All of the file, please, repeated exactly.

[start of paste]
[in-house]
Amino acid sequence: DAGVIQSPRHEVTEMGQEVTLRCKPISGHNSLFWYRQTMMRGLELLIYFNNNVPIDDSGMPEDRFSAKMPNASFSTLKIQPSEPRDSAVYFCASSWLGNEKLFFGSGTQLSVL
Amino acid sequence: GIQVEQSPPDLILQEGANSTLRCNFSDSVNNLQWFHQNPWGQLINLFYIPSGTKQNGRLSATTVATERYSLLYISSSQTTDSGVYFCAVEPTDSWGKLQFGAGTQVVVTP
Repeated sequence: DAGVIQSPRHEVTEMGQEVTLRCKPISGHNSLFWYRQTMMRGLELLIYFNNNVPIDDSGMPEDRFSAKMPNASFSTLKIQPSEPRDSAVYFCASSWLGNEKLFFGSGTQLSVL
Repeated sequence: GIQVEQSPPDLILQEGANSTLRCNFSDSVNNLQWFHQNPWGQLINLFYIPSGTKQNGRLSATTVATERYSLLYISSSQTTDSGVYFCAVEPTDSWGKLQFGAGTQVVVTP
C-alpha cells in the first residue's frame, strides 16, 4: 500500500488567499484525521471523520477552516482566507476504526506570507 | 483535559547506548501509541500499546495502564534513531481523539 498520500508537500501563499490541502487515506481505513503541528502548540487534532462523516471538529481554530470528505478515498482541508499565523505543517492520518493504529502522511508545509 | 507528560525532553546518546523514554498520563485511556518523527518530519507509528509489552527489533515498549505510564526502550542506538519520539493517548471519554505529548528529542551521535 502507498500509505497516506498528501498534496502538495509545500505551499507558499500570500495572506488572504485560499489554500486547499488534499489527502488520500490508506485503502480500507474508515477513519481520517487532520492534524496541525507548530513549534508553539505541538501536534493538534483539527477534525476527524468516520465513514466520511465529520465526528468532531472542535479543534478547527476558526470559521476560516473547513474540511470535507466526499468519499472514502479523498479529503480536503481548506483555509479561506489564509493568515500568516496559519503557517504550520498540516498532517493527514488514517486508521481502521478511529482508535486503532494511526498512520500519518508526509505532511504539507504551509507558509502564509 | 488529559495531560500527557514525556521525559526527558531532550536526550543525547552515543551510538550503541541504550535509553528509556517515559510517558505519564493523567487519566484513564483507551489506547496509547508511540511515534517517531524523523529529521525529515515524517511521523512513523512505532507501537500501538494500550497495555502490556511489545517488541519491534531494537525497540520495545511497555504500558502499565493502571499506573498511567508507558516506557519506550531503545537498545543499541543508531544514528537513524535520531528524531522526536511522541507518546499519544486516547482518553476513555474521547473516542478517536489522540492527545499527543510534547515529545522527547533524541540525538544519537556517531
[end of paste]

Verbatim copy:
[in-house]
Amino acid sequence: DAGVIQSPRHEVTEMGQEVTLRCKPISGHNSLFWYRQTMMRGLELLIYFNNNVPIDDSGMPEDRFSAKMPNASFSTLKIQPSEPRDSAVYFCASSWLGNEKLFFGSGTQLSVL
Amino acid sequence: GIQVEQSPPDLILQEGANSTLRCNFSDSVNNLQWFHQNPWGQLINLFYIPSGTKQNGRLSATTVATERYSLLYISSSQTTDSGVYFCAVEPTDSWGKLQFGAGTQVVVTP
Repeated sequence: DAGVIQSPRHEVTEMGQEVTLRCKPISGHNSLFWYRQTMMRGLELLIYFNNNVPIDDSGMPEDRFSAKMPNASFSTLKIQPSEPRDSAVYFCASSWLGNEKLFFGSGTQLSVL
Repeated sequence: GIQVEQSPPDLILQEGANSTLRCNFSDSVNNLQWFHQNPWGQLINLFYIPSGTKQNGRLSATTVATERYSLLYISSSQTTDSGVYFCAVEPTDSWGKLQFGAGTQVVVTP
C-alpha cells in the first residue's frame, strides 16, 4: 500500500488567499484525521471523520477552516482566507476504526506570507 | 483535559547506548501509541500499546495502564534513531481523539 498520500508537500501563499490541502487515506481505513503541528502548540487534532462523516471538529481554530470528505478515498482541508499565523505543517492520518493504529502522511508545509 | 507528560525532553546518546523514554498520563485511556518523527518530519507509528509489552527489533515498549505510564526502550542506538519520539493517548471519554505529548528529542551521535 502507498500509505497516506498528501498534496502538495509545500505551499507558499500570500495572506488572504485560499489554500486547499488534499489527502488520500490508506485503502480500507474508515477513519481520517487532520492534524496541525507548530513549534508553539505541538501536534493538534483539527477534525476527524468516520465513514466520511465529520465526528468532531472542535479543534478547527476558526470559521476560516473547513474540511470535507466526499468519499472514502479523498479529503480536503481548506483555509479561506489564509493568515500568516496559519503557517504550520498540516498532517493527514488514517486508521481502521478511529482508535486503532494511526498512520500519518508526509505532511504539507504551509507558509502564509 | 488529559495531560500527557514525556521525559526527558531532550536526550543525547552515543551510538550503541541504550535509553528509556517515559510517558505519564493523567487519566484513564483507551489506547496509547508511540511515534517517531524523523529529521525529515515524517511521523512513523512505532507501537500501538494500550497495555502490556511489545517488541519491534531494537525497540520495545511497555504500558502499565493502571499506573498511567508507558516506557519506550531503545537498545543499541543508531544514528537513524535520531528524531522526536511522541507518546499519544486516547482518553476513555474521547473516542478517536489522540492527545499527543510534547515529545522527547533524541540525538544519537556517531